Donald Trump hinted he may be ready to move on to planning another run for the US presidency in 2024 as President-elect Joe Biden prepared on Wednesday to confront the raging pandemic that will likely be his first major challenge in office.
Biden, who has promised to act quickly to provide more resources to fight the health crisis after he is inaugurated on Jan. 20, was scheduled to talk with workers and business owners about how the coronavirus has affected them.
President Trump has refused to concede, however, and his lawyers continue to file legal challenges to the outcome of the Nov 3 election, alleging electoral fraud without providing evidence. State and federal election officials have repeatedly said there is no such evidence.
At a White House holiday reception on Tuesday night, Trump appeared to acknowledge that those efforts could fail, and in that case he would run again.
"We are trying to do another four years," he told the assembled group, according to a Republican source who was at the event. "Otherwise, I’ll see you in four years.”
On Tuesday, Attorney General William Barr, who has long been seen as a Trump ally, said the Justice Department has also found no evidence of widespread fraud.
Trump's claims have gained traction among his followers, however, helping to raise as much as $170 million for an "Election Defense Fund" that can be used for a wide variety of future political activities, including another run for the presidency, according to news media reports.
On Wednesday, Georgia's Secretary of State Brad Raffensperger said Biden was headed for victory after the state's second recount, and sharply criticised Trump for fomenting false claims.
"Even after this office request that President Trump try and quell the violent rhetoric being born out of his continuing claims of winning the states where he obviously lost, he tweeted out 'expose the massive voter fraud in Georgia,'" he said.
"This is exactly the kind of language that is at the base of a growing threat environment for election workers who are simply doing their jobs."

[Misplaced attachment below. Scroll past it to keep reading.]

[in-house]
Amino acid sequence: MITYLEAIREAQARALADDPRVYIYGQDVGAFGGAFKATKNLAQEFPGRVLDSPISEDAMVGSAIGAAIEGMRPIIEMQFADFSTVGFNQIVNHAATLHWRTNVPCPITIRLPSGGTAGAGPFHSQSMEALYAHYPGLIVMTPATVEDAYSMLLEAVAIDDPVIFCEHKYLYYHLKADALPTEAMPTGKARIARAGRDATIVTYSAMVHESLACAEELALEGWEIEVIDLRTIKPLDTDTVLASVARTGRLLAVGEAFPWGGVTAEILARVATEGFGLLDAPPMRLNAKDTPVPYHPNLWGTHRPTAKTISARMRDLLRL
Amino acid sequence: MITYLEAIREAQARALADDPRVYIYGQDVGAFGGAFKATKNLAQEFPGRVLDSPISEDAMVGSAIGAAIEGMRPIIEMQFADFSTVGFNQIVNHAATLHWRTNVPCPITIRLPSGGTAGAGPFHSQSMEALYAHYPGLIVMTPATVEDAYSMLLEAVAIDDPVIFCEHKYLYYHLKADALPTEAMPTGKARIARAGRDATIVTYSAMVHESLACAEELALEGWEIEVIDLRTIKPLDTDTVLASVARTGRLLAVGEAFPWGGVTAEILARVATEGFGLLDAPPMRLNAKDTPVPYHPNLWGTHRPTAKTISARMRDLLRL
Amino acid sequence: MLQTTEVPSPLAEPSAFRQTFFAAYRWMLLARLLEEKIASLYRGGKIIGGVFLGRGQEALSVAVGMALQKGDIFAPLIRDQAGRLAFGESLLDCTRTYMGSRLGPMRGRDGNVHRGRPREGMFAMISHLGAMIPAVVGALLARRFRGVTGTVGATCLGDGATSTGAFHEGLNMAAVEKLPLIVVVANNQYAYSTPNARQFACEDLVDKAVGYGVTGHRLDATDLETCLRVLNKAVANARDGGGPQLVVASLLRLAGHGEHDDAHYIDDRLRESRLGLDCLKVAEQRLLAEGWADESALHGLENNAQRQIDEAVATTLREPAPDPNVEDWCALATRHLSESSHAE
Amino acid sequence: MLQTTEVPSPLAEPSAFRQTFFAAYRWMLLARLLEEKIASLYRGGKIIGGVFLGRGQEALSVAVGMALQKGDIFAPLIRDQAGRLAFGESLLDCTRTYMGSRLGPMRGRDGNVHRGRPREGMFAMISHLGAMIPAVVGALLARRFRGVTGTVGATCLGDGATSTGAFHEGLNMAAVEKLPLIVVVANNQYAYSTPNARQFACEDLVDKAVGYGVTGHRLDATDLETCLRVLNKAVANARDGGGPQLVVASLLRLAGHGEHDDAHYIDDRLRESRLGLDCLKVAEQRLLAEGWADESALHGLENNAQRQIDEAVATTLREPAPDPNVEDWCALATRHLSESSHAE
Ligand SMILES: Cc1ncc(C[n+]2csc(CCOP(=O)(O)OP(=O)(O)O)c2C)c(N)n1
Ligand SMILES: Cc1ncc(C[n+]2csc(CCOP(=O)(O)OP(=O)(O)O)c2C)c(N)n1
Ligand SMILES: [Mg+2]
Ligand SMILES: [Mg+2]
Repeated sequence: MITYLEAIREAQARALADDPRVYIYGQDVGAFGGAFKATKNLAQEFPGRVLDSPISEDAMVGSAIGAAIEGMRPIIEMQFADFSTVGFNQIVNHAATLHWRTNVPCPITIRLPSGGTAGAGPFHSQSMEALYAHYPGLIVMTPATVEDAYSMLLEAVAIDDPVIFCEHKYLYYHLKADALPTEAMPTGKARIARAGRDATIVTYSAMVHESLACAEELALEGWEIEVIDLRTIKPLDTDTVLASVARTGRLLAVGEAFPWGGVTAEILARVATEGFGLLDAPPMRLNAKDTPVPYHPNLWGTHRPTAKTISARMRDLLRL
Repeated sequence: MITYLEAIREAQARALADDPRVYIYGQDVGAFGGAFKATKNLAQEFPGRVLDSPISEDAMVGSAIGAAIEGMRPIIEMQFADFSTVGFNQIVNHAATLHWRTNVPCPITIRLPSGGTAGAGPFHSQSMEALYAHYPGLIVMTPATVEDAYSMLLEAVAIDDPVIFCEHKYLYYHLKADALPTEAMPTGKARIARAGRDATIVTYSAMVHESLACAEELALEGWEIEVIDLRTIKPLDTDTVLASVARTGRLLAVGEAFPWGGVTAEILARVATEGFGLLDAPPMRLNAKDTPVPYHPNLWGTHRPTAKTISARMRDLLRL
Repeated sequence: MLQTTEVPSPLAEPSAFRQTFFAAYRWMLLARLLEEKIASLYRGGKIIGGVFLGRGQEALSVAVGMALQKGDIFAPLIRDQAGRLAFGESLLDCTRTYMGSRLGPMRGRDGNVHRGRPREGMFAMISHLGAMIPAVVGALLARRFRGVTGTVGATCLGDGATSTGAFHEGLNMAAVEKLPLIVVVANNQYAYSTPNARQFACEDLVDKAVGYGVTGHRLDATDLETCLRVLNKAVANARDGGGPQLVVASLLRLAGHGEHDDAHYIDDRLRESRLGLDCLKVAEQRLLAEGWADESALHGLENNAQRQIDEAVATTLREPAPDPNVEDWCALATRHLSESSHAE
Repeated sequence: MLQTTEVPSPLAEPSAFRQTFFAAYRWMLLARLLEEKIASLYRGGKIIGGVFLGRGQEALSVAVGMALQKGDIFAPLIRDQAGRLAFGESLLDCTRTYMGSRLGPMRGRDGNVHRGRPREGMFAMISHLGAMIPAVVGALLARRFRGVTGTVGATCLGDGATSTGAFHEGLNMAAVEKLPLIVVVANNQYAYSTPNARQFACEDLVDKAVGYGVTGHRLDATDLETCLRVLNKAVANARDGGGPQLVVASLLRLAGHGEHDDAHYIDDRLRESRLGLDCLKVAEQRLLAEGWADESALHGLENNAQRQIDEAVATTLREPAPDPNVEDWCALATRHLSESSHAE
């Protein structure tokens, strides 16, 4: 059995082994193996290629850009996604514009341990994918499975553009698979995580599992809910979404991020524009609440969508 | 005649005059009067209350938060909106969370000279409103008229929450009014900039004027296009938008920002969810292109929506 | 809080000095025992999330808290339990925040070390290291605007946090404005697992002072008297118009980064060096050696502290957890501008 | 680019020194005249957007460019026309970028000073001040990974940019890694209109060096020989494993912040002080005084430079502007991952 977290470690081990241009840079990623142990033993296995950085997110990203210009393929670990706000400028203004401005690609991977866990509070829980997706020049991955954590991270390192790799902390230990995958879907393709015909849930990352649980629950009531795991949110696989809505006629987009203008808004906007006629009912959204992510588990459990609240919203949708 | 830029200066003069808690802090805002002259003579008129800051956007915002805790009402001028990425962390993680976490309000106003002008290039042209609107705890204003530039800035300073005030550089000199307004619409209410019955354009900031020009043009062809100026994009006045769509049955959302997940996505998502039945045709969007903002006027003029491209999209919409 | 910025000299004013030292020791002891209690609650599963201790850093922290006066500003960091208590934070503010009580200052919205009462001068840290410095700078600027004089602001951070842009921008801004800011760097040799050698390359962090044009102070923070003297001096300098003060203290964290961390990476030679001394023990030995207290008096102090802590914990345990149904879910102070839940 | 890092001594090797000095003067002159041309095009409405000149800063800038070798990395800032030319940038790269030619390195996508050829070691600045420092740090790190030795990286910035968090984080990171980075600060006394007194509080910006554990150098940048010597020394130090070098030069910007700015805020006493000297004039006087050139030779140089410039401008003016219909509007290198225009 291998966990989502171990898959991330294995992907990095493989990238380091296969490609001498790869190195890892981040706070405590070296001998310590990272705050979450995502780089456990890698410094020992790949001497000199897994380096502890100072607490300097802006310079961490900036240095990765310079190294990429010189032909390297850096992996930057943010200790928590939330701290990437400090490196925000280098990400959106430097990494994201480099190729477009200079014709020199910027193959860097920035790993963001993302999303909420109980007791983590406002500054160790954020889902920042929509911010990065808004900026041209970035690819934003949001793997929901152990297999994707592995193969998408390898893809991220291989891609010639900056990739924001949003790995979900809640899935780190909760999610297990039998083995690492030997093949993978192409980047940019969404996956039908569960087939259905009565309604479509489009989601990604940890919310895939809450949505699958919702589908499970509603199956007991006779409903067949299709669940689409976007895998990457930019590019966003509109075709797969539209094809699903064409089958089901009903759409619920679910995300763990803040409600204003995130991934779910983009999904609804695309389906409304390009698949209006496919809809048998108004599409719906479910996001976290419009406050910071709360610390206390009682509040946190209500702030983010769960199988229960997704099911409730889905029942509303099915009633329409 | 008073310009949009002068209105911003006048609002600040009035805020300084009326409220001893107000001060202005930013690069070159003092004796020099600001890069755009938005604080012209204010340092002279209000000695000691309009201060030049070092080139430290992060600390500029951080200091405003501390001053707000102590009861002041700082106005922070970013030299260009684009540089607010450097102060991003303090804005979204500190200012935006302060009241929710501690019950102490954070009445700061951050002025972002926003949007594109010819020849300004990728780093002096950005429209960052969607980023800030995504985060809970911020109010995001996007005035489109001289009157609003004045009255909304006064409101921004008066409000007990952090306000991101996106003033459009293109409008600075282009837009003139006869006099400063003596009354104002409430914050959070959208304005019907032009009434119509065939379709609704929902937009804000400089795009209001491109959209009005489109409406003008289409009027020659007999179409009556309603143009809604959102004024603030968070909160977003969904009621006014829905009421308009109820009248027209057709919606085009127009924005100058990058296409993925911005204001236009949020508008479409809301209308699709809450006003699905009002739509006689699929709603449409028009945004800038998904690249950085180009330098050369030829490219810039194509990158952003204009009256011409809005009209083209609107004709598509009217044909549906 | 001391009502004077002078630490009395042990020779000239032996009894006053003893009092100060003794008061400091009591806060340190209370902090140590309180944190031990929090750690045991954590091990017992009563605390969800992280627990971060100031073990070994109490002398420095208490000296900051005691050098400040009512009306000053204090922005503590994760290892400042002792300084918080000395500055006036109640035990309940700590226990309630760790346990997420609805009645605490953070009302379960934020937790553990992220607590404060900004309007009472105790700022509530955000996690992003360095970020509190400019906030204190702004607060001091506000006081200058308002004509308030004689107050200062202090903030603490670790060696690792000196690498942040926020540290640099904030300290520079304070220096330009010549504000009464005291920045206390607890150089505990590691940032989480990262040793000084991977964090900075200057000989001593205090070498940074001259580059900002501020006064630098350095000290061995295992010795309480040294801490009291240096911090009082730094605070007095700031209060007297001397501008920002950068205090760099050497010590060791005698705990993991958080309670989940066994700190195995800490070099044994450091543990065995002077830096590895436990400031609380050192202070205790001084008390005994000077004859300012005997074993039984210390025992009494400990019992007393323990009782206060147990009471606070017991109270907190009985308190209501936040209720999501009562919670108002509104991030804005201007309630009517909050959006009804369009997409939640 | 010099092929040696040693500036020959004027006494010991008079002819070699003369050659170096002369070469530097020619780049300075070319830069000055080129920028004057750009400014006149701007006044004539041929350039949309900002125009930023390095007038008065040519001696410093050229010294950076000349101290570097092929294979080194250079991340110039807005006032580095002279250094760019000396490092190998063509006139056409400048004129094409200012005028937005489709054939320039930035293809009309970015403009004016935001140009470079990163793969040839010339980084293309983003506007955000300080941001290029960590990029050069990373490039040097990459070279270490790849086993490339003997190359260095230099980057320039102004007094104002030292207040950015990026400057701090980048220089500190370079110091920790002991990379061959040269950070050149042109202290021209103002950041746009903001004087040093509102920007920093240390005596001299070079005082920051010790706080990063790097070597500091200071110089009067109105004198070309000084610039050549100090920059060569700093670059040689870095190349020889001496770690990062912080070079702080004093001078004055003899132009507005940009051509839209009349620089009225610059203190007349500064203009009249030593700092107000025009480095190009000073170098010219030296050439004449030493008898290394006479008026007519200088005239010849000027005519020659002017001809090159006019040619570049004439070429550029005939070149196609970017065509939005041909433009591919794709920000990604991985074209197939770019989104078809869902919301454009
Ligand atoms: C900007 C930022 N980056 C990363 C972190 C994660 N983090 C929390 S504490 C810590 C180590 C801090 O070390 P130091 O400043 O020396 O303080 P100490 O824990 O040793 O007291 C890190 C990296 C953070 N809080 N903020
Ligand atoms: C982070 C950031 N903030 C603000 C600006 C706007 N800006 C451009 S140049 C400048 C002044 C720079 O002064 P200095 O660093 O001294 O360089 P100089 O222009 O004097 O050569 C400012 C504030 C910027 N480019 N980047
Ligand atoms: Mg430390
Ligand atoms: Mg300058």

MOVING AHEAD WITH TRANSITION
Biden has already selected many of his top national security and economic advisers, though it is unclear how many will win confirmation in a closely divided Senate, control of which will be determined by a pair of January runoff elections in Georgia.
On Wednesday, Biden and Vice President-elect Kamala Harris will receive national security briefings from government officials, after a delay of several weeks.
Biden told the New York Times in an interview on Tuesday evening that he would try to help resolve a months-long standoff in Congress between Republicans and Democrats over a stimulus package for businesses affected by coronavirus shutdowns as well as the millions who have lost jobs.
More than 270,000 Americans have died of COVID-19, which is resurgent around the country. The United States leads the world in the number of infections as well as the number of deaths reported every day.
"You have over 10 million people out there who are worried (how) they can pay their next mortgage payment,” Biden said in the interview, and “you have a significantly higher number of people who have no ability to pay their rent.”
Failure on the issue could have political consequences for Republicans, Biden told the newspaper.
“When you have cops and firefighters and first responders across the board being laid off, when you’re not getting the kind of distribution of vaccines out to rural America, it has to have some consequences,” he was quoted as saying.
Top Senate Republican Mitch McConnell has begun circulating new draft legislation after a bipartisan group of lawmakers unveiled a $908 billion package.
Britain approved Pfizer's COVID-19 vaccine on Wednesday, the first country to do so. Once similar approval is granted by US regulators, health officials plan to begin vaccinating Americans as soon as mid-December.